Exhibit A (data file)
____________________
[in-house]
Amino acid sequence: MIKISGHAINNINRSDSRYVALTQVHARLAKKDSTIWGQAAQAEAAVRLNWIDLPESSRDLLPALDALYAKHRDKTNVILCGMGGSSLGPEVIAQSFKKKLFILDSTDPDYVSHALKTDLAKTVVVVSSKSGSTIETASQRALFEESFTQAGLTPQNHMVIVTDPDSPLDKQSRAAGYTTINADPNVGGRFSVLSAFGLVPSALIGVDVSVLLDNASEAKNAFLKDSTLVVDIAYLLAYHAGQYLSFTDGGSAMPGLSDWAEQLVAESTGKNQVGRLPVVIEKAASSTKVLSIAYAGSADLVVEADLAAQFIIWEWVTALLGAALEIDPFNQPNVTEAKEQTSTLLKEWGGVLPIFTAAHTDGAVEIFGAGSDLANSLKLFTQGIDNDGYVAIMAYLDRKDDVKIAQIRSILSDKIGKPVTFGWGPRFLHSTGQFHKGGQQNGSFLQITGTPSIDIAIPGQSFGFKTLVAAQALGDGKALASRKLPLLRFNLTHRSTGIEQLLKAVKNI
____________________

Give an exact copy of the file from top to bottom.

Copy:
[in-house]
Amino acid sequence: MIKISGHAINNINRSDSRYVALTQVHARLAKKDSTIWGQAAQAEAAVRLNWIDLPESSRDLLPALDALYAKHRDKTNVILCGMGGSSLGPEVIAQSFKKKLFILDSTDPDYVSHALKTDLAKTVVVVSSKSGSTIETASQRALFEESFTQAGLTPQNHMVIVTDPDSPLDKQSRAAGYTTINADPNVGGRFSVLSAFGLVPSALIGVDVSVLLDNASEAKNAFLKDSTLVVDIAYLLAYHAGQYLSFTDGGSAMPGLSDWAEQLVAESTGKNQVGRLPVVIEKAASSTKVLSIAYAGSADLVVEADLAAQFIIWEWVTALLGAALEIDPFNQPNVTEAKEQTSTLLKEWGGVLPIFTAAHTDGAVEIFGAGSDLANSLKLFTQGIDNDGYVAIMAYLDRKDDVKIAQIRSILSDKIGKPVTFGWGPRFLHSTGQFHKGGQQNGSFLQITGTPSIDIAIPGQSFGFKTLVAAQALGDGKALASRKLPLLRFNLTHRSTGIEQLLKAVKNI